more likely to commit suicide, Dutch and Swedish scientists say.
The Case For Compensating Stress Claims.TORONTO (Globe and Mail, Margot Gibb-Clark, Workplace Reporter, June 14, 1999) Experts say the refusal by workers' compensation boards to cover stress-related cases shifts the cost burden to other parties--including the health care system--and may dissuade Canadian employers from creating a more healthful work environment. http://www.globeandmail.com
Study Finds Middle Age Enjoyable. CHICAGO (AP, Feb. 16, 1999) Far from being a time of failing health, personal turmoil and the "midlife crisis," middle age for many is the most fulfilling time of life, according to a new study. The 10-year study sponsored by the John and Catherine MacArthur Foundation, made public in several news reports Tuesday, undermines many beliefs about middle age. "We have this public image of midlife being full of stress, but (midlifers') sense of control is good and their sense of well-being is good," said social psychologist Orville Gilbert Brim, director of the MacArthur Foundation's Network on Successful Midlife Development and president of Life Trends Inc., a Florida-based consulting business hired by MacArthur to conduct the study. The MacArthur Foundation said the study is the largest ever done on midlife.
City Workers Feeling the Blues Can Call Up a "Mood Meter," An Automated Phone System That Screens For Depression.BOSTON (AP, Feb. 3, 1999) They just can't expect to talk to a live person. Callers listen to recorded descriptions of how they feel and are asked how often they feel that way. Descriptions range from "I get tired for no reason" to "I feel others would be better off if I were dead." Callers punch the digits and hear a recorded diagnosis that urges severe cases to get counseling. Officials said the hotline is valuable for the city's 18,000 workers, who are often blamed for the city's maladies.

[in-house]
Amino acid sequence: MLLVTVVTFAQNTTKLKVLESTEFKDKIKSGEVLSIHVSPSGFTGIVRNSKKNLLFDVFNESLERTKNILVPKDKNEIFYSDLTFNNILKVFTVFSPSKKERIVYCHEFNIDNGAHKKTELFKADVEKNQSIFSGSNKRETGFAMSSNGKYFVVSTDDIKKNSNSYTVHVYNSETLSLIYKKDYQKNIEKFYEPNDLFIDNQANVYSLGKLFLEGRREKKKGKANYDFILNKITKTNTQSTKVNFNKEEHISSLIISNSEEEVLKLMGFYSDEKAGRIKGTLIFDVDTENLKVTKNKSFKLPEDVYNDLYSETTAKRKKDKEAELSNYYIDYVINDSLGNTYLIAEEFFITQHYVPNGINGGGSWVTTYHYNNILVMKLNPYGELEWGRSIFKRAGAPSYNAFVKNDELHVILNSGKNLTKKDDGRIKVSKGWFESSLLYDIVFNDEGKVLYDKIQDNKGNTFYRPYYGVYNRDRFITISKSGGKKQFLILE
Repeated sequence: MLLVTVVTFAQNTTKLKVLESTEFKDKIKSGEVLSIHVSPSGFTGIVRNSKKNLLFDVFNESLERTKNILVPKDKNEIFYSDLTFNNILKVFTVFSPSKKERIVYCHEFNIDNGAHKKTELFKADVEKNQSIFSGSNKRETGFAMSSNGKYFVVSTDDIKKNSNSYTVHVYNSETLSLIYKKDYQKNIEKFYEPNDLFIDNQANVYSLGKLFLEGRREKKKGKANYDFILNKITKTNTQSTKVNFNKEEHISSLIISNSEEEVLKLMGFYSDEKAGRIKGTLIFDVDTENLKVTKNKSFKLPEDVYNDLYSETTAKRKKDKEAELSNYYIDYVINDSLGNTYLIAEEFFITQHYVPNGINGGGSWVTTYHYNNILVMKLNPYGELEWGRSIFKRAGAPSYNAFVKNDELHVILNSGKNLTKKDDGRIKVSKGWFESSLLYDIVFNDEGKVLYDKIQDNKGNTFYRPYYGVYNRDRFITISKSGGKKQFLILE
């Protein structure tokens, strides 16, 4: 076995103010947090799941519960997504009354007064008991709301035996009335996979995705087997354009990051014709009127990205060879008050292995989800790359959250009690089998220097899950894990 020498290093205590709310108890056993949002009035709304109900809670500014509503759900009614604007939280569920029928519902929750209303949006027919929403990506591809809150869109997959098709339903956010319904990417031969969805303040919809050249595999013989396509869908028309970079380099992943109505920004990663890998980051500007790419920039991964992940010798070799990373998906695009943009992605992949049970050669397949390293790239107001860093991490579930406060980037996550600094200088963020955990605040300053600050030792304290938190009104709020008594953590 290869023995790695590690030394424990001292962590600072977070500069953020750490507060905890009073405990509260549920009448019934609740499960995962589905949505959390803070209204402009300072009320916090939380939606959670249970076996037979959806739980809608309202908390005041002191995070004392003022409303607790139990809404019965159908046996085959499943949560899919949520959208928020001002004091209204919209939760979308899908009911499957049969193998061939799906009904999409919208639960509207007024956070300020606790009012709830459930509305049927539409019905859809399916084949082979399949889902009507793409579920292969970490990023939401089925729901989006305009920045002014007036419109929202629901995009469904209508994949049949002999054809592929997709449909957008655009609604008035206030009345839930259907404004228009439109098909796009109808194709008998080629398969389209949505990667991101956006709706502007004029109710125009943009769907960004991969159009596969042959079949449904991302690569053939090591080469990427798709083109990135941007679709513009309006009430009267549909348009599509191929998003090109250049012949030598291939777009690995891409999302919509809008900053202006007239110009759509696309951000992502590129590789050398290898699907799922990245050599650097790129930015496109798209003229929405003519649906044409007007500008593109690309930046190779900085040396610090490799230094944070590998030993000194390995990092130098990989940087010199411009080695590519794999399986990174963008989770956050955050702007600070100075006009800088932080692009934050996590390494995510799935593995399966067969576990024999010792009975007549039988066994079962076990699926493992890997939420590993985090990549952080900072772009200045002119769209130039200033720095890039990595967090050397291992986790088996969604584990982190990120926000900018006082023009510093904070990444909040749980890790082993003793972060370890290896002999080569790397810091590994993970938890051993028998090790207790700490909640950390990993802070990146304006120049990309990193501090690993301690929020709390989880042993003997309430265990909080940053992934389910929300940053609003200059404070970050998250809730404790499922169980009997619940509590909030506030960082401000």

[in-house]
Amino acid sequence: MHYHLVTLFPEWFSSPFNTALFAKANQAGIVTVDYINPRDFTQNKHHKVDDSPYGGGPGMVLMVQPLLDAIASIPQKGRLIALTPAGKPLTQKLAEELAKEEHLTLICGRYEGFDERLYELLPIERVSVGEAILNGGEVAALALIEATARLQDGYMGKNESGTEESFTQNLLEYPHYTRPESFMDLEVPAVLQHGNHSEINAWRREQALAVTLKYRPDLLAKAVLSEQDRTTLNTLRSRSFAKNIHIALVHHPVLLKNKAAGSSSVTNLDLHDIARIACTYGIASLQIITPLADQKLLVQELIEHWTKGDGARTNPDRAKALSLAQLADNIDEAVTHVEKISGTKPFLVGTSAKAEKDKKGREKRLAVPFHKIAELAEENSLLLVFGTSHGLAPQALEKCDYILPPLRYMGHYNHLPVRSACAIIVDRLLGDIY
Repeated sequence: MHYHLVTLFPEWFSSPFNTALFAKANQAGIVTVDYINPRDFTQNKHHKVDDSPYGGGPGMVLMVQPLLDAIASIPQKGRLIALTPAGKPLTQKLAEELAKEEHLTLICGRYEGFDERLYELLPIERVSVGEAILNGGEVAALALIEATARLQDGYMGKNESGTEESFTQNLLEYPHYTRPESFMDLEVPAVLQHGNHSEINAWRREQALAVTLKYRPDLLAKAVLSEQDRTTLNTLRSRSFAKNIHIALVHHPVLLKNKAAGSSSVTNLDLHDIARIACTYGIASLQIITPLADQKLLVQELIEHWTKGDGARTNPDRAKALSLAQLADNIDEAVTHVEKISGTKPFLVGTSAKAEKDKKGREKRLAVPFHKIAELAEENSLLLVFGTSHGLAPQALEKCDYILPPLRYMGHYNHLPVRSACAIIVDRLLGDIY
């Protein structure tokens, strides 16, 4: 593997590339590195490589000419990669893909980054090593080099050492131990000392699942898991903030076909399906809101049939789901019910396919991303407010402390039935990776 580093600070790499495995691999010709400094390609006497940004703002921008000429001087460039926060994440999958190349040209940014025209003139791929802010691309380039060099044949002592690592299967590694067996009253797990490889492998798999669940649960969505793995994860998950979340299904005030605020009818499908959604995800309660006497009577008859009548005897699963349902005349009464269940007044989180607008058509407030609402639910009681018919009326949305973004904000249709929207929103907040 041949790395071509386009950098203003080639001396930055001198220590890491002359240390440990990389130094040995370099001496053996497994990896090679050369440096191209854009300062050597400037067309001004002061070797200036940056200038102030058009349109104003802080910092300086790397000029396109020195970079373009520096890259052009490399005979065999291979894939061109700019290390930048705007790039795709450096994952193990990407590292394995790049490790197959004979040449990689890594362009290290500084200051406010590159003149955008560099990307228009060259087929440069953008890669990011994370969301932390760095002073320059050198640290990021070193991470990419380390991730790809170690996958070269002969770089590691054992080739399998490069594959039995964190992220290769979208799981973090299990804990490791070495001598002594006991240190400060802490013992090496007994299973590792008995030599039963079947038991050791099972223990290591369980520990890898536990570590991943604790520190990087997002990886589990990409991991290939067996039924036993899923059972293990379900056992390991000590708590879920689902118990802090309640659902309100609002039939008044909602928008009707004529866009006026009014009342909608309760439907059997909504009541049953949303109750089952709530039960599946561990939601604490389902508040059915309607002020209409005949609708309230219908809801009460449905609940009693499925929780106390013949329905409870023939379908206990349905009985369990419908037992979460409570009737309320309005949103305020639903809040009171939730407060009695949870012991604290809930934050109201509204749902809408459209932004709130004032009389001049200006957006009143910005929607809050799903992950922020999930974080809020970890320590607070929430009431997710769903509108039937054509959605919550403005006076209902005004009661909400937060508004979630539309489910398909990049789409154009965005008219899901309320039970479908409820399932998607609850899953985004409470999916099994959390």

U.S. Mental Health System in "State of Third World Collapse" Weston Got Gun Permit Despite Mental Illness. (Washington Post, July 28, 1998)
Abuse Drove Boy to Suicide. (Vancouver Sun February 13, 1997)Golden Gate Bridge to Institute Suicide Patrols. (New York Times February 25, 1996)
Indulge Yourself Ė But Donít Feel Guilty, Experts Say. (Reuter November 7, 1996. July 28, 1998)
For related news stories, pleaseclick here.
Suicide Rates to 2003. MMWR 2005: http://www.cdc.gov/mmwr/preview/mmwrhtml/mm5415a1.htm.
Steele, Ric G.; Roberts, Michael C. (2005). Handbook of Mental Health Services for Children, Adolescents, and Families. New York: Springer.
Allen, D. (1999). Success And Failure In Community Placements For People With Learning Disabilities And Challenging Behaviour: An Analysis Of Key Variables. JOURNAL OF MENTAL HEALTH 8(3): 307, June.
Bartlett, C. J., & Coles, E. C. (1998). Psychological Health And Well-Being: Why And How Should Public Health Specialists Measure It? Part 1: Rationale And Methods Of The Investigation, And Review Of Psychiatric Epidemiology. THE JOURNAL OF PUBLIC HEALTH MEDICINE 20 (3): 281-287.